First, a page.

Dazzling Display of a Clash of Cultures

The Evening Standard (London, England), April 9, 2009 | Go to article overview

Dazzling Display of a Clash of Cultures


Byline: NICHOLAS DE JONGH

THEATRE DEATH AND THE KING'S HORSEMAN National's Olivier, SE1 .. .. .. .. ..

NICHOLAS DE JONGH

A THRILLING culture shock has been arranged, immersing us in the unfamiliar philosophy and religious traditions of Nigeria's Yoruba people.

The Olivier stage is beset by interesting strangeness. An agitation of drum-beats communicates anxiety; an anti-hero slips into a trance; women are variously caught in song and euphoric dance, carrying wicker baskets on their heads and at the climactic finale swaying side to side, intoning a funeral dirge; a fancy-dress ball parades puppets and humans in 17th-century European costumes; black actors wear white masks to impersonate the leisured, white ruling class: in this last instance the imaginative director, Rufus Norris, is reprising Jean Genet's brilliant tactic in The Blacks, to help make a thorough mockery of Anglo-Saxon, upper-middle class voices.

The extraordinary Death and the King's Horseman, by Nobel prize-winning Wole Soyinka, has never been seen in London although it premiered more than 30 years ago.

Imbued with the fatalistic spirit of classic Greek tragedy, and inspired by a real-life suicide in Nigeria during 1946, though the action is back-dated to 1943, Soyinka's drama looks back in anger to a conflict that erupts in an ancient Yoruba city. A British colonial officer intervenes to stop a ritual suicide, with quite the wrong fatal results. …

The rest of this article is only available to active members of Questia

Sign up now for a free, 1-day trial and receive full access to:

  • Questia's entire collection
  • Automatic bibliography creation
  • More helpful research tools like notes, citations, and highlights
  • Ad-free environment

Already a member? Log in now.

Notes for this article

Add a new note
If you are trying to select text to create highlights or citations, remember that you must now click or tap on the first word, and then click or tap on the last word.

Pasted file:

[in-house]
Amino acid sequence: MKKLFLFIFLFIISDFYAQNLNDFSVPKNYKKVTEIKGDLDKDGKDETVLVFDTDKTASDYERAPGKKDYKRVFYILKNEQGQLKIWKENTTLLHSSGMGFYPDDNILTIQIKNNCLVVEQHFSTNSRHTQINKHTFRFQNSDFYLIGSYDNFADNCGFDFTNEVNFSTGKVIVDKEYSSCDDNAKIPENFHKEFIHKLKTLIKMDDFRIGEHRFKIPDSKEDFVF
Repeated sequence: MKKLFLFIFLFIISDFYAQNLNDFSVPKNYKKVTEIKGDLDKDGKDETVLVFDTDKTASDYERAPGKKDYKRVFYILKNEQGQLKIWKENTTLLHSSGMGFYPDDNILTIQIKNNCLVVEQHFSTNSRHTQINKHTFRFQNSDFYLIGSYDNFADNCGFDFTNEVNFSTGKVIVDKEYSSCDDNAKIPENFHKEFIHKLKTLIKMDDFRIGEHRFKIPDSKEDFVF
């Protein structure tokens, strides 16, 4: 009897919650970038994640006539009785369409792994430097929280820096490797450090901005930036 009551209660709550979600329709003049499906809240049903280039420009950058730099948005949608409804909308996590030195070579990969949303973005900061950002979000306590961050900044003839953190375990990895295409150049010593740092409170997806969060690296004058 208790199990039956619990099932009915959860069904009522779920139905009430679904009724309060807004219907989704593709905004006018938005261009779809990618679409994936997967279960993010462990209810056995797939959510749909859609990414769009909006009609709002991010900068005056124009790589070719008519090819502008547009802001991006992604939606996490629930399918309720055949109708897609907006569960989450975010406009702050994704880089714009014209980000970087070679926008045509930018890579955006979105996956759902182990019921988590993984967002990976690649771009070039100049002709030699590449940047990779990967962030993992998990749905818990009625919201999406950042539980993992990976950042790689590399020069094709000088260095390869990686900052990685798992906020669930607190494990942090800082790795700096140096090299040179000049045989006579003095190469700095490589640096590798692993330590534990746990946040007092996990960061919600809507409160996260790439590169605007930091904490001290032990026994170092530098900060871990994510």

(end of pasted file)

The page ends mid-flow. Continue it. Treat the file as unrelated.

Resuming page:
One moment ...
Default project is now your active project.
Project items

Items saved from this article

This article has been saved
Highlights (0)
Some of your highlights are legacy items.

Highlights saved before July 30, 2012 will not be displayed on their respective source pages.

You can easily re-create the highlights by opening the book page or article, selecting the text, and clicking “Highlight.”

Citations (0)
Some of your citations are legacy items.

Any citation created before July 30, 2012 will labeled as a “Cited page.” New citations will be saved as cited passages, pages or articles.

We also added the ability to view new citations from your projects or the book or article where you created them.

Notes (0)
Bookmarks (0)

You have no saved items from this article

Project items include:
  • Saved book/article
  • Highlights
  • Quotes/citations
  • Notes
  • Bookmarks
Notes
Cite this article

Cited article

Style
Citations are available only to our active members.
Sign up now to cite pages or passages in MLA, APA and Chicago citation styles.

(Einhorn, 1992, p. 25)

(Einhorn 25)

1

1. Lois J. Einhorn, Abraham Lincoln, the Orator: Penetrating the Lincoln Legend (Westport, CT: Greenwood Press, 1992), 25, http://www.questia.com/read/27419298.

Cited article

Dazzling Display of a Clash of Cultures
Settings

Settings

Typeface
Text size Smaller Larger Reset View mode
Search within

Search within this article

Look up

Look up a word

  • Dictionary
  • Thesaurus
Please submit a word or phrase above.
Print this page

Print this page

Why can't I print more than one page at a time?

Full screen

matching results for page

Cited passage

Style
Citations are available only to our active members.
Sign up now to cite pages or passages in MLA, APA and Chicago citation styles.

"Portraying himself as an honest, ordinary person helped Lincoln identify with his audiences." (Einhorn, 1992, p. 25).

"Portraying himself as an honest, ordinary person helped Lincoln identify with his audiences." (Einhorn 25)

"Portraying himself as an honest, ordinary person helped Lincoln identify with his audiences."1

1. Lois J. Einhorn, Abraham Lincoln, the Orator: Penetrating the Lincoln Legend (Westport, CT: Greenwood Press, 1992), 25, http://www.questia.com/read/27419298.

Cited passage

Welcome to the new Questia Reader

The Questia Reader has been updated to provide you with an even better online reading experience.  It is now 100% Responsive, which means you can read our books and articles on any sized device you wish.  All of your favorite tools like notes, highlights, and citations are still here, but the way you select text has been updated to be easier to use, especially on touchscreen devices.  Here's how:

1. Click or tap the first word you want to select.
2. Click or tap the last word you want to select.

OK, got it!

Thanks for trying Questia!

Please continue trying out our research tools, but please note, full functionality is available only to our active members.

Your work will be lost once you leave this Web page.

For full access in an ad-free environment, sign up now for a FREE, 1-day trial.

Already a member? Log in now.